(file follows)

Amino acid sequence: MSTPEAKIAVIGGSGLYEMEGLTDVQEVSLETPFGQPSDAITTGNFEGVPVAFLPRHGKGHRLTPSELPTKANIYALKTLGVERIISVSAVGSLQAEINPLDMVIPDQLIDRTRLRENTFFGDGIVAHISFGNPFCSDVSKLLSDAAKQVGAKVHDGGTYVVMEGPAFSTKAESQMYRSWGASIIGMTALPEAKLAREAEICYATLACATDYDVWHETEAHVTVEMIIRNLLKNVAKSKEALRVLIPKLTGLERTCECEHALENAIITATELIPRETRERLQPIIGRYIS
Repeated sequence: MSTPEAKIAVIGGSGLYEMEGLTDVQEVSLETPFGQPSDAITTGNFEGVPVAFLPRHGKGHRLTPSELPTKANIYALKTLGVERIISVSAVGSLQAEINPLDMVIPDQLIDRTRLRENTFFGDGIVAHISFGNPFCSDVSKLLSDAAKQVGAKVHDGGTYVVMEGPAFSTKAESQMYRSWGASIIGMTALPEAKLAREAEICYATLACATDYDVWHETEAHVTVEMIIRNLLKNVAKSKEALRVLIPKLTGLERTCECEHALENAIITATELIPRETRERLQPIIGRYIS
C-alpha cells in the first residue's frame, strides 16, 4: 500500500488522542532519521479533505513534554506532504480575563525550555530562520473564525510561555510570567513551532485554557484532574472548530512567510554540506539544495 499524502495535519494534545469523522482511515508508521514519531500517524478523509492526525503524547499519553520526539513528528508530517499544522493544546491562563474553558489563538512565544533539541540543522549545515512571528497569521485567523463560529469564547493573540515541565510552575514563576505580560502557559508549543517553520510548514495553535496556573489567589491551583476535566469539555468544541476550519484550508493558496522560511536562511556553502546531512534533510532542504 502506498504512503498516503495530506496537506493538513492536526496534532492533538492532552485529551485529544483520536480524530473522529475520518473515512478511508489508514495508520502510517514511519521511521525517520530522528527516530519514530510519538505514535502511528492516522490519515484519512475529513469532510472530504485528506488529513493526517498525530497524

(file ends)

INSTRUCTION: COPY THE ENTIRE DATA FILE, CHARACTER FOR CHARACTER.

Amino acid sequence: MSTPEAKIAVIGGSGLYEMEGLTDVQEVSLETPFGQPSDAITTGNFEGVPVAFLPRHGKGHRLTPSELPTKANIYALKTLGVERIISVSAVGSLQAEINPLDMVIPDQLIDRTRLRENTFFGDGIVAHISFGNPFCSDVSKLLSDAAKQVGAKVHDGGTYVVMEGPAFSTKAESQMYRSWGASIIGMTALPEAKLAREAEICYATLACATDYDVWHETEAHVTVEMIIRNLLKNVAKSKEALRVLIPKLTGLERTCECEHALENAIITATELIPRETRERLQPIIGRYIS
Repeated sequence: MSTPEAKIAVIGGSGLYEMEGLTDVQEVSLETPFGQPSDAITTGNFEGVPVAFLPRHGKGHRLTPSELPTKANIYALKTLGVERIISVSAVGSLQAEINPLDMVIPDQLIDRTRLRENTFFGDGIVAHISFGNPFCSDVSKLLSDAAKQVGAKVHDGGTYVVMEGPAFSTKAESQMYRSWGASIIGMTALPEAKLAREAEICYATLACATDYDVWHETEAHVTVEMIIRNLLKNVAKSKEALRVLIPKLTGLERTCECEHALENAIITATELIPRETRERLQPIIGRYIS
C-alpha cells in the first residue's frame, strides 16, 4: 500500500488522542532519521479533505513534554506532504480575563525550555530562520473564525510561555510570567513551532485554557484532574472548530512567510554540506539544495 499524502495535519494534545469523522482511515508508521514519531500517524478523509492526525503524547499519553520526539513528528508530517499544522493544546491562563474553558489563538512565544533539541540543522549545515512571528497569521485567523463560529469564547493573540515541565510552575514563576505580560502557559508549543517553520510548514495553535496556573489567589491551583476535566469539555468544541476550519484550508493558496522560511536562511556553502546531512534533510532542504 502506498504512503498516503495530506496537506493538513492536526496534532492533538492532552485529551485529544483520536480524530473522529475520518473515512478511508489508514495508520502510517514511519521511521525517520530522528527516530519514530510519538505514535502511528492516522490519515484519512475529513469532510472530504485528506488529513493526517498525530497524